Friday, February 20, 2009

a fancy dress dinner with an awful theme

From the Journals of Lord Byron
February 20. 1821.

The news of the day are, that the Neapolitans are full of energy. The public spirit here is certainly well kept up. The 'Americani' (a patriotic society here, an under branch of the 'Carbonari') give a dinner in the Forest in a few days, and have invited me, as one of the Ci. It is to be in the Forest of Boccacio's and Dryden's 'Huntsman's Ghost;' and, even if I had not the same political feelings, (to say nothing of my old convivial turn, which every now and then revives,) I would go as a poet, or, at least, as a lover of poetry. I shall expect to see the spectre of 'Ostasio degli Onesti' (Dryden has turned him into Guido Cavalcanti — an essentially different person, as may be found in Dante) come 'thundering for his prey' in the midst of the festival. At any rate, whether he does or no, I will get as tipsy and patriotic as possible.

Within these few days I have read, but not written.

Notes on the text:

as one of the Ci - Ci is Byron's abbreviation for the Carbonari.

Boccacio's and Dryden's 'Huntsman's Ghost - The story concerns a woman who refuses to marry her suitor. Pursued as if prey by the suitor, as huntsman, she is killed and her heart and intestines are fed to his dogs.

Ostasio degli Onesti - The story appears in Novel VIII of The Decameron, by Giovanni Boccaccio. The name in Boccaccio is Nastagio, not Ostasio. Here is the summary given at beginning of the work:
Nastagio degli Onesti, loving a damsel of the Traversari family, by lavish expenditure gains not her love. At the instance of his kinsfolk he hies him to Chiassi, where he sees a knight hunt a damsel and slay her and cause her to be devoured by two dogs. He bids his kinsfolk and the lady that he loves to breakfast. During the meal the said damsel is torn in pieces before the eyes of the lady, who, fearing a like fate, takes Nastagio to husband.
There is a local connection since both Nastagio and the woman he wishes to marry live in Ravenna.

my old convivial turn - Byron probably refers to his riotous life as a libertine while living in Venice.

Dryden has turned him into Guido Cavalcanti - In his translation of the Boccaccio tale: THEODORE AND HONORIA.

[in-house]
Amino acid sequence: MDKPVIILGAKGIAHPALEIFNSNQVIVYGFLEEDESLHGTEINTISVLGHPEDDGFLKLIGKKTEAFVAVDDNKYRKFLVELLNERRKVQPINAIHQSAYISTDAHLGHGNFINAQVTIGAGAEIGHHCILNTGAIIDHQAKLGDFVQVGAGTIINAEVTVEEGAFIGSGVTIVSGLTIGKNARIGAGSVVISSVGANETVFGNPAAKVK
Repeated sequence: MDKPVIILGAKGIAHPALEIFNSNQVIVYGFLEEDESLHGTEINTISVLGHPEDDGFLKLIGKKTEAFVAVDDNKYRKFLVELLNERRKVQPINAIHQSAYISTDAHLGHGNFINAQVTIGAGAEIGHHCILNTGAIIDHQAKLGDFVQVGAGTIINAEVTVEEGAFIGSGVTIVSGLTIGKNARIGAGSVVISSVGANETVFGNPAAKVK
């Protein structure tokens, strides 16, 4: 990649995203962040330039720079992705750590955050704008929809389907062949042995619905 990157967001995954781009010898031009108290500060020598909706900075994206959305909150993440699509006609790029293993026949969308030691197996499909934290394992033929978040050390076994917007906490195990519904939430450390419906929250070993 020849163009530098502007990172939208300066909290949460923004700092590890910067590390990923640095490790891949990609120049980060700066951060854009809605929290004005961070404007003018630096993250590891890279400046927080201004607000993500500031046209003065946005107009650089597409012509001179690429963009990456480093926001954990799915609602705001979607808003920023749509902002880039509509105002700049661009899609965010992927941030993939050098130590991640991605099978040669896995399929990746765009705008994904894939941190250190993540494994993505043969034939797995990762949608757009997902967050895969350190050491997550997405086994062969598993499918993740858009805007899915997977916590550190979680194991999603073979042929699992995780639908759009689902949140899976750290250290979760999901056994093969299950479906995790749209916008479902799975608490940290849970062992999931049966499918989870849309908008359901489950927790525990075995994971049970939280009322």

as may be found in Dante - Guido Cavalcanti was a poet and close friend of Dante.

come 'thundering for his prey' - Byron probably refers to the feast at which the woman who refused to wed is subjected to a vicious display as shown in the third of the three paintings reproduced below.

{The four panels conveying The Story of Nastagio degli Onesti, attributed to by Sandro BOTTICELLI. Caption: In the 1480s Botticelli gained commissions from the families in high society. Increasingly they chose classical themes for the luxurious decoration of their town houses, but they also included some from contemporary literature. In order to be able to carry out his multiple commissions, Botticelli had to work together with other painters as well as members of his own workshop. The four-part Nastagio degli Onesti cycle, Botticelli's reworking of a novella in Boccaccio's Decameron, was produced with the aid of Bartolomeo di Giovanni, an artist who had also worked for Ghirlandaio. Nastagio degli Onesti, a knight from Ravenna, whose beloved initially refused to marry him, finally weds her after all. First of all, however, he must remind her of the eternal agony in hell of another merciless woman, one who had also refused marriage, her rejected lover had to pursue her until he had caught up with her, killed her, torn out her heart and intestines and fed them to his dogs. Source:}

Some sources:

Life of Lord Byron, With His Letters And Journals, Vol. 5 (Thomas Moore, ed.)

The Decameron By Giovanni Boccaccio

The Poetical Works of John Dryden By John Dryden

La historia de Nastagio degli Onesti

The Story of Nastagio degli Onesti by Sandro BOTTICELLI

Inferno, Circle 6, canto 10, by Dante

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